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Keywords:Monetary policy - Great Britain 

Journal Article
The Bank of England's monetary policy

As the second oldest and perhaps the most renowned central bank, the Bank of England could provide some important insights into issues that may confront the Federal Reserve System in the future.
New England Economic Review , Issue Q 2 , Pages 61-64

What was the market's view of U.K. monetary policy? Estimating inflation risk and expected inflation with indexed bonds

A measure of the credibility of monetary policy is the inflation risk premium in nominal yields. This will be time varying and can be estimated by combining the information in the nominal term structure with that in the real term structure. We estimate these risk premia using a generalized CIR affine-yield model, with one factor driving the real term structure of monthly observations on two-year, five-year and ten-year UK index-linked debt and two factors driving the term structure of the corresponding nominal yields. Our estimates show that the inflation risk premium contributes on average ...
Staff Reports , Paper 57

Working Paper
An overhaul of doctrine: the underpinning of U.K. inflation targeting

This paper argues that the inflation targeting regime prevailing in the United Kingdom is not the result of a change in policymaker objectives. By conducting an analysis of U.K. policymakers that parallels Romer and Romer?s (2004) study of Federal Reserve Chairmen, I demonstrate that policymaker objectives have been essentially unchanged over the past five decades. Instead, the crucial underpinning of U.K. inflation targeting has been an overhaul of doctrine?a changed view of the transmission mechanism. This overhaul can be understood in terms of changes in policymakers? views on the values ...
Working Papers , Paper 2007-026

Working Paper
Euro membership as a U.K. monetary policy option: results from a structural model

Developments in open-economy modeling, and the accumulation of experience with the monetary policy regimes prevailing in the United Kingdom and the euro area, have increased our ability to evaluate the effects that joining monetary union would have on the U.K. economy. This paper considers the debate on the United Kingdom's monetary policy options using a structural open-economy model. We use the Erceg, Gust, and Lopez-Salido (EGL) (2007) model to explore both the existing U.K. regime (CPI inflation targeting combined with a floating exchange rate), and adoption of the euro, as monetary ...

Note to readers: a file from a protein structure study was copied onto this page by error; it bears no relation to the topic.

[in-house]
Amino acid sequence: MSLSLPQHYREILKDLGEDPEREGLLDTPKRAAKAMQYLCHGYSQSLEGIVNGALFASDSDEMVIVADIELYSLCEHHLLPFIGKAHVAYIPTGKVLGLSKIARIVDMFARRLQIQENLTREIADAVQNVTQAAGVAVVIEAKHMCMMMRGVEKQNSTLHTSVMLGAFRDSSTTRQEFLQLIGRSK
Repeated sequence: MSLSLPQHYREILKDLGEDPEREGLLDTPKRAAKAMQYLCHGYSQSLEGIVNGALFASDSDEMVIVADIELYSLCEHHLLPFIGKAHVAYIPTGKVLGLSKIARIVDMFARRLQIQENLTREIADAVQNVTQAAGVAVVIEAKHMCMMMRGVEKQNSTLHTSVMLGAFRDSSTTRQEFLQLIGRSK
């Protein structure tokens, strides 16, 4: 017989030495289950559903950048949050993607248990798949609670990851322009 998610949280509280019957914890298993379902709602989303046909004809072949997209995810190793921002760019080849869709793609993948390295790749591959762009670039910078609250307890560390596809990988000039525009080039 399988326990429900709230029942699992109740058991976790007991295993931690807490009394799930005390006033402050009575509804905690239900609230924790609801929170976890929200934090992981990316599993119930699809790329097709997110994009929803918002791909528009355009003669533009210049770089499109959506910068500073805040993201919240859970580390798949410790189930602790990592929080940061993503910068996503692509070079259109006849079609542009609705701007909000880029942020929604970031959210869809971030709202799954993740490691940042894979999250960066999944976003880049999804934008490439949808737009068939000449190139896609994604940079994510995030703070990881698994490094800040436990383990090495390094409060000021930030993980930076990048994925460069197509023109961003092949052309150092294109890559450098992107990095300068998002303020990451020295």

Working Papers , Paper 2009-012

Working Paper
The U.K.'s rocky road to stability

This paper provides an overview, using extensive documentary material, of developments in U.K. macroeconomic policy in the last half-century. Rather than focusing on well-known recent changes in policy arrangements (such as the introduction of inflation targeting in 1992 or central bank independence in 1997), we instead take a longer perspective, which characterizes the favorable economic performance in the 1990s and 2000s as the culmination of an overhaul of macroeconomic policy since the late 1970s. We stress that policymaking in recent decades has discarded various misconceptions about the ...
Working Papers , Paper 2005-020

Working Paper
An admissible monetary aggregate for the United Kingdom

Working Papers , Paper 1989-007

Conference Paper
Monetary transmission channels in major foreign industrial countries

Proceedings , Paper 1, pt. 1

Conference Paper
The demand for liquid assets in Germany and the United Kingdom


Working Paper
The term structure of inflation compensation in the nominal yield curve

We propose a DSGE model with regime switching in the central bank?s inflation target to explain inflation compensation in the UK. Taking advantage of the well-documented change in UK monetary policy to adopt inflation targeting, we estimate our model using nominal and inflation-linked Treasury bond data from the UK from 1985 to 2007. We find that this model can account for the term structure of inflation compensation in the nominal yield curve by generating regime-dependent conditional expectations of future inflation.
Working Papers (Old Series) , Paper 1133

Journal Article
Monetary policy without reserve requirements : case studies and options for the United States

Over the past decade, the level of required balances held by depository institutions in the United States has declined dramatically. The decline in reserve balances has fueled a debate over the role of reserve requirements. On the one hand, proponents of reserve requirements argue that low reserve balances may complicate monetary policy operations and increase short-term interest rate volatility. On the other hand, critics of reserve requirements argue that lower reserve requirements remove a distortionary tax on depository institutions and need not complicate monetary policy operations. ; In ...
Economic Review , Volume 82 , Issue Q II , Pages 5-30



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